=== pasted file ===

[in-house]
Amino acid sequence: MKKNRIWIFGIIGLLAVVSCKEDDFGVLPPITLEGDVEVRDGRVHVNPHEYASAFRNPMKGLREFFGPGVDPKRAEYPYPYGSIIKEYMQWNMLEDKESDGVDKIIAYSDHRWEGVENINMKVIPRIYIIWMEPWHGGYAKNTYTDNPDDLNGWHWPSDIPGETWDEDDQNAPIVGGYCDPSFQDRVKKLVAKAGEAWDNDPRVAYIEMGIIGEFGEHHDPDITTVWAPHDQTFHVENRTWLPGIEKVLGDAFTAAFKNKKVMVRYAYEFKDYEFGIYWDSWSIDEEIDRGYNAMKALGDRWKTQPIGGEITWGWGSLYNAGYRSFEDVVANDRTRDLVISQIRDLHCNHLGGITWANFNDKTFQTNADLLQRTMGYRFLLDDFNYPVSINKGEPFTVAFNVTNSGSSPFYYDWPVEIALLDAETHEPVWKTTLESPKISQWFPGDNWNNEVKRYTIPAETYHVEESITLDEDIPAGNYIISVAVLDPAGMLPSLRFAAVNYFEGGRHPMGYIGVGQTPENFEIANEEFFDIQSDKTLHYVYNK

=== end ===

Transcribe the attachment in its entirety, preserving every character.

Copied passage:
[in-house]
Amino acid sequence: MKKNRIWIFGIIGLLAVVSCKEDDFGVLPPITLEGDVEVRDGRVHVNPHEYASAFRNPMKGLREFFGPGVDPKRAEYPYPYGSIIKEYMQWNMLEDKESDGVDKIIAYSDHRWEGVENINMKVIPRIYIIWMEPWHGGYAKNTYTDNPDDLNGWHWPSDIPGETWDEDDQNAPIVGGYCDPSFQDRVKKLVAKAGEAWDNDPRVAYIEMGIIGEFGEHHDPDITTVWAPHDQTFHVENRTWLPGIEKVLGDAFTAAFKNKKVMVRYAYEFKDYEFGIYWDSWSIDEEIDRGYNAMKALGDRWKTQPIGGEITWGWGSLYNAGYRSFEDVVANDRTRDLVISQIRDLHCNHLGGITWANFNDKTFQTNADLLQRTMGYRFLLDDFNYPVSINKGEPFTVAFNVTNSGSSPFYYDWPVEIALLDAETHEPVWKTTLESPKISQWFPGDNWNNEVKRYTIPAETYHVEESITLDEDIPAGNYIISVAVLDPAGMLPSLRFAAVNYFEGGRHPMGYIGVGQTPENFEIANEEFFDIQSDKTLHYVYNK